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Construction crews work at the St. Lawrence Condos in Toronto on Oct. 29, 2020.Aaron Vincent Elkaim/The Globe and Mail

For the first time, more than half of condo investors in the Greater Toronto Area are losing money on their properties – a “meaningful shift” that could result in fewer available rental units and higher rents, according to a report from CIBC Capital Markets and market research firm Urbanation.

Of those investors who bought a newly built condo with a mortgage in 2022 and rented it out, 52 per cent lost money on a monthly basis. While rent reached new highs during the year, that growth was offset by rising mortgage costs as interest rates soared, in addition to condo fees and property taxes.

Investors still benefit from the accrued equity and capital gains – and experts say those benefits will continue to overwhelm negative short-term cash flow. But investors’ losses will only get worse in the next few years, as condos sold at peak prices in 2021 and 2022 are completed and put on the market, according to the report.

In 2020, GTA condo investors who bought a unit with a mortgage made $63 a month, on average. In 2022, they lost $223 – a reversal that could make them less willing to buy properties to rent out in the future. Fourteen per cent of condo owners lost $1,000 or more per month, the report found.

This hit to monthly earnings could reduce new condo demand and new construction and, ultimately, further constrain Toronto’s already stretched rental market, said Benjamin Tal, deputy chief economist of CIBC World Markets Inc. And if they want to break even, many condo investors will now need to raise rents even further.

This is bad news for renters in Toronto, where condo investors are the largest suppliers of rental units to the market, as opposed to purpose-built apartment rental companies as in most other cities, Urbanation president Shaun Hildebrand said.

Why more rent control isn’t going to fix Toronto’s housing affordability problem

Nor are things getting easier for investors buying condos in the resale market. In 2022, less than a fifth of resale condos bought and rented out were cash-flow positive. This is comparable to prior years. However, investors last year were 60 per cent further in the red than in 2021, losing an average of $537 a month.

Of condo investors, 75 per cent bought with a mortgage, and those who had a mortgage from a Big Five bank were most likely to turn a monthly profit, the report found. It did not assess the remaining quarter of condo investors without mortgages, but Mr. Hildebrand said many of these buyers use a home equity line of credit or are otherwise leveraged, and would therefore be even less likely to take on an investment that loses them money.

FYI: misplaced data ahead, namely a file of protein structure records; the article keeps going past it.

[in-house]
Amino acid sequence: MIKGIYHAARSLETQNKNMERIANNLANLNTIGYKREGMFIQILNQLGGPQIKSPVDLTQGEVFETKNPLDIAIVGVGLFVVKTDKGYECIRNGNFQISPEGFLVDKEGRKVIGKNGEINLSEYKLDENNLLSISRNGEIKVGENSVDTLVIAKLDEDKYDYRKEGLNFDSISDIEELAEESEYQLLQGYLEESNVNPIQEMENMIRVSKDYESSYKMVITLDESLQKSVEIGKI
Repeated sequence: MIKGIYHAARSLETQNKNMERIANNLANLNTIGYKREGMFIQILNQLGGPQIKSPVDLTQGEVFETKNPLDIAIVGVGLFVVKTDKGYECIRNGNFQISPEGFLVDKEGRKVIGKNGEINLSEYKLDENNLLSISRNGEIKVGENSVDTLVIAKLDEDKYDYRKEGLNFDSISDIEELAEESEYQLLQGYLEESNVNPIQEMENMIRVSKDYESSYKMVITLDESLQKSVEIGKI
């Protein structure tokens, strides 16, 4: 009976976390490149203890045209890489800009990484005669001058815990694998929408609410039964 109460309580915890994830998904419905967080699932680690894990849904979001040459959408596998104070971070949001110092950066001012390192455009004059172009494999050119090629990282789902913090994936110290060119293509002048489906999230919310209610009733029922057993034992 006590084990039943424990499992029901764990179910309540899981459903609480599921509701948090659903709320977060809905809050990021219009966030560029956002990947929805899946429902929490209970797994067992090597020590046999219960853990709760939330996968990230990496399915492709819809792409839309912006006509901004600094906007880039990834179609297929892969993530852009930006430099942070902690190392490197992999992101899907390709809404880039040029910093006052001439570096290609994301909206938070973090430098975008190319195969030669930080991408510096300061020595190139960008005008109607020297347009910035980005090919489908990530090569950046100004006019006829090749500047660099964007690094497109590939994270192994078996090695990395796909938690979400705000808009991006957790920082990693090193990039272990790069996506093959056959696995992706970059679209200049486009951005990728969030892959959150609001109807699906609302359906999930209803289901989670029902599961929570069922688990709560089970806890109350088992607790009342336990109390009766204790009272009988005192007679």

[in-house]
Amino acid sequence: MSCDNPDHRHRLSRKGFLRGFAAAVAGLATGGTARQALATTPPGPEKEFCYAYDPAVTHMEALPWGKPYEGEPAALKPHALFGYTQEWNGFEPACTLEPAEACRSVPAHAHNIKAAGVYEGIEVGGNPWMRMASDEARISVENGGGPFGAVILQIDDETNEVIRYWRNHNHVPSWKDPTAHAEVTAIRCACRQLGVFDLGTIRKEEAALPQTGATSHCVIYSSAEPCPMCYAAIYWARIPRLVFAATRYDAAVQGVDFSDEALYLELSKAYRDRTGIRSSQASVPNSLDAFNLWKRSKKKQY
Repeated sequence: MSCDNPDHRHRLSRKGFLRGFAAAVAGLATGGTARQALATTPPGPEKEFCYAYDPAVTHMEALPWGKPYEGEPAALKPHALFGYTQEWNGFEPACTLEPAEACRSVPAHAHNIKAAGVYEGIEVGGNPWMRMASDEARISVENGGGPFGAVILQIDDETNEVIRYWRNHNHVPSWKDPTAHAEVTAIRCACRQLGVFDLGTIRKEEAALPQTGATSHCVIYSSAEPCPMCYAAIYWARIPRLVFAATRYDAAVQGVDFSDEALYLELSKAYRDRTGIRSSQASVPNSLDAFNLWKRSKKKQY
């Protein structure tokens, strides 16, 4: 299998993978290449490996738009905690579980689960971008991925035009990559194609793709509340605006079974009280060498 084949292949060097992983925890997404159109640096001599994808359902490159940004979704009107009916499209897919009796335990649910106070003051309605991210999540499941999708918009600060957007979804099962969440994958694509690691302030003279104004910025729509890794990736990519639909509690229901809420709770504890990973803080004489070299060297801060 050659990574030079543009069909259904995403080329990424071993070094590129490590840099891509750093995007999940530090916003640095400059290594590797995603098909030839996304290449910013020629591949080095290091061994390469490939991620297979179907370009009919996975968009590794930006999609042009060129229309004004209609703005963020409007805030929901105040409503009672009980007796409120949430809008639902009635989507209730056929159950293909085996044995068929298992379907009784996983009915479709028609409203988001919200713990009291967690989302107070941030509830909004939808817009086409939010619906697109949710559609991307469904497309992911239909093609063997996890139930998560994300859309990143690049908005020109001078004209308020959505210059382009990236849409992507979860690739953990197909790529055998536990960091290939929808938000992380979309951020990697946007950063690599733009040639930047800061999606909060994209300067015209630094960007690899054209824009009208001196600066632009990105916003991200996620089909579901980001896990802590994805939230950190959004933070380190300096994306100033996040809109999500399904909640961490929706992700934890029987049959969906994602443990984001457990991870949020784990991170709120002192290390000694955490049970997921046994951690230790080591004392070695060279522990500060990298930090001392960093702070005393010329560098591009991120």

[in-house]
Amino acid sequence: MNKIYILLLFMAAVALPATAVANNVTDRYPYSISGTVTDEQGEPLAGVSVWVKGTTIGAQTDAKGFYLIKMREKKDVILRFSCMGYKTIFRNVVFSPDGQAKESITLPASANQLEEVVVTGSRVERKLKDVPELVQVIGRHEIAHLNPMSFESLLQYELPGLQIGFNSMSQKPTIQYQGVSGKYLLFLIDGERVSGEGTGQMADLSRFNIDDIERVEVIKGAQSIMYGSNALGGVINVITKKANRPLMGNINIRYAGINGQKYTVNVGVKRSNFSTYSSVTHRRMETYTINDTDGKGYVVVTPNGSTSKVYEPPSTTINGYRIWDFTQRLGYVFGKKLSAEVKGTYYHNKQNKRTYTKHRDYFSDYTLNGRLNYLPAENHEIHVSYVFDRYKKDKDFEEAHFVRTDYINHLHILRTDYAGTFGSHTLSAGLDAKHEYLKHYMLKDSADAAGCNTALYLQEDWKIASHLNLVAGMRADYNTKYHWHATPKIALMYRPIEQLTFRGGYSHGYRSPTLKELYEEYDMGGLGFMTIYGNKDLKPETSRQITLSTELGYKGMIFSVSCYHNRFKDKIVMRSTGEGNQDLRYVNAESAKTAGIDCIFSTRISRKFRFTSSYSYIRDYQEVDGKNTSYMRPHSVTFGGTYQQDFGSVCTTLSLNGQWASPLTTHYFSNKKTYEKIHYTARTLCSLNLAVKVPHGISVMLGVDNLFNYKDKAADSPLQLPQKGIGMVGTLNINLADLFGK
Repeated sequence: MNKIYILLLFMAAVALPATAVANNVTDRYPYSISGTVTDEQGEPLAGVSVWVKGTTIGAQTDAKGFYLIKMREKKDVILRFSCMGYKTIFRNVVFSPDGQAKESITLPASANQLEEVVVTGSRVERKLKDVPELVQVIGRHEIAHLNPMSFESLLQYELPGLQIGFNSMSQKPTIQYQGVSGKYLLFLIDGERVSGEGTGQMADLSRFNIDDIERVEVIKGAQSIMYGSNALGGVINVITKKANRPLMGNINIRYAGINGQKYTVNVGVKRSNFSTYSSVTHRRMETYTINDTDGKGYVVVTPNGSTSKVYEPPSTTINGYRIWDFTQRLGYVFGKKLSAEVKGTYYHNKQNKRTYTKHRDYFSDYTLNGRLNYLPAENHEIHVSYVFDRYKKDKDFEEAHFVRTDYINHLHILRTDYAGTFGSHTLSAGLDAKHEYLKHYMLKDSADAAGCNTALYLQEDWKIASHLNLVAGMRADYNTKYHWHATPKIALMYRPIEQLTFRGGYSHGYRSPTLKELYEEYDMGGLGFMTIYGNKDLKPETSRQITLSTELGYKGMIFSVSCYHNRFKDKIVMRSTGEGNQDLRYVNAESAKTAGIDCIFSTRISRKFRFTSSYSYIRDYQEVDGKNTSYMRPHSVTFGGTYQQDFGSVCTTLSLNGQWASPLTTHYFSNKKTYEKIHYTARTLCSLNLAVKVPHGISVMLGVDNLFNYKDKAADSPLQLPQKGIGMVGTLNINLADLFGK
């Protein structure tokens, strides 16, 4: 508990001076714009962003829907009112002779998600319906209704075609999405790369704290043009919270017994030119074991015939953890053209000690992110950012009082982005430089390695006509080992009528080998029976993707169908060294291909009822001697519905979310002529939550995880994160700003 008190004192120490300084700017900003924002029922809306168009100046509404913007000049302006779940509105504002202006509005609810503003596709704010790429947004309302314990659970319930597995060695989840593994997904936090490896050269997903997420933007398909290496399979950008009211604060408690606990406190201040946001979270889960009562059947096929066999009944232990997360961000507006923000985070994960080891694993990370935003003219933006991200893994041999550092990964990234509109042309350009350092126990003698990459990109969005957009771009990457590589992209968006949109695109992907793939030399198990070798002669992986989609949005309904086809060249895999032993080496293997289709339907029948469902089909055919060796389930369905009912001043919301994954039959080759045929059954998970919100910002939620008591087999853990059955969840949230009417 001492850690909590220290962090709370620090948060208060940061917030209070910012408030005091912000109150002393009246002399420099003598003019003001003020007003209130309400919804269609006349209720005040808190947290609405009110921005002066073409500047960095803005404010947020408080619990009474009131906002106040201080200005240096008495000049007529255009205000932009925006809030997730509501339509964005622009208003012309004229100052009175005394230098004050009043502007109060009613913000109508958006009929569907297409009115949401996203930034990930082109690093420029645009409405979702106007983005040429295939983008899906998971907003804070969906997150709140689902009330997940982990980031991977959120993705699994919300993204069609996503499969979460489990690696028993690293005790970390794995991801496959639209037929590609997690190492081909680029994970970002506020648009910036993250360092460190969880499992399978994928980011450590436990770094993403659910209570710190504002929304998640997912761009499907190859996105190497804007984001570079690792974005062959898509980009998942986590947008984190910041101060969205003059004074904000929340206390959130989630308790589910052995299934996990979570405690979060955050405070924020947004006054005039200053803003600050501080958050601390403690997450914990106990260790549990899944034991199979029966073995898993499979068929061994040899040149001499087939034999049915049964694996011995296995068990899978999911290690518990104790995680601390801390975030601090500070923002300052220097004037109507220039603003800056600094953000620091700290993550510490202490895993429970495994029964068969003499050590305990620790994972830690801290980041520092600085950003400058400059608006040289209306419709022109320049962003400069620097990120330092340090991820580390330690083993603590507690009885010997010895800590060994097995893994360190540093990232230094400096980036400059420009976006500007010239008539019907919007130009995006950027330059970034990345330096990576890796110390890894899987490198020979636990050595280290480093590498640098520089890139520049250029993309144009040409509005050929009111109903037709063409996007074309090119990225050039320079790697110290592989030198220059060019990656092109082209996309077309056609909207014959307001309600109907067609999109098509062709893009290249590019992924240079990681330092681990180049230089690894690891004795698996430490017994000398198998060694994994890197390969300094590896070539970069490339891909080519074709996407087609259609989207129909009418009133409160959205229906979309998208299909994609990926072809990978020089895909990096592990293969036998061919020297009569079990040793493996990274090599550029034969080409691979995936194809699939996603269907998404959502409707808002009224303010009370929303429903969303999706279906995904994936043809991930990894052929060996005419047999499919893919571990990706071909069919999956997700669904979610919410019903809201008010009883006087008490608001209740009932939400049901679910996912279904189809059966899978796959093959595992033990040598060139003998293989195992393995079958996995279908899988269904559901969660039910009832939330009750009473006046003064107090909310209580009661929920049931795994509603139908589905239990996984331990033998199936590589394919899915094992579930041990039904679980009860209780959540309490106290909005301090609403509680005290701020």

One possible result of a shift in investor behaviour could be a push toward more purpose-built rentals.

“Eventually, rents will rise to a level that will make the economics of building rental attractive again for developers. But it comes at a cost of rental affordability,” Mr. Hildebrand said. Already, average rent in purpose-built rental buildings was $3,002 a month during the first quarter of 2023 – a new high, Urbanation found in a separate report.

Currently, developers are reticent to put up those buildings because they have not been as profitable as condos, and because construction and management is a much longer endeavour. But purpose-built buildings or apartments in pre-existing buildings offered by rental associations are often considered more ideal, as they are managed by a professional landlord and because their rent tends to be cheaper.

Yet experts say that average short-term losses will have little effect on most condo buyers, who are banking on the equity and appreciation of the value of their unit for resale. Madiha Khan, a sales representative at Union Capital Realty who deals primarily with condo investors, says her clients are aware that Toronto condos are often held at a monthly loss.

And for most investors, units are still turning a profit over the longer term, said Avis Devine, an associate professor of real estate finance at York University’s Schulich School of Business.

“I don’t think that this is going to drive investors away,” Ms. Devine said. “If anything, this means that investors who own multiple units will curate their holdings. But there’s no fire sale.”

The overwhelming issue remains a mismatch between the existing and the required units in the GTA. In its annual housing market outlook published in April, the Canada Mortgage and Housing Corp. predicted a slowdown of housing starts over the next few years, as a result of mortgage rates, construction labour shortages and high costs of materials. Meanwhile, CMHC found that demand for rental units is only increasing, as immigration to Canada is expected to rise over the next decade.

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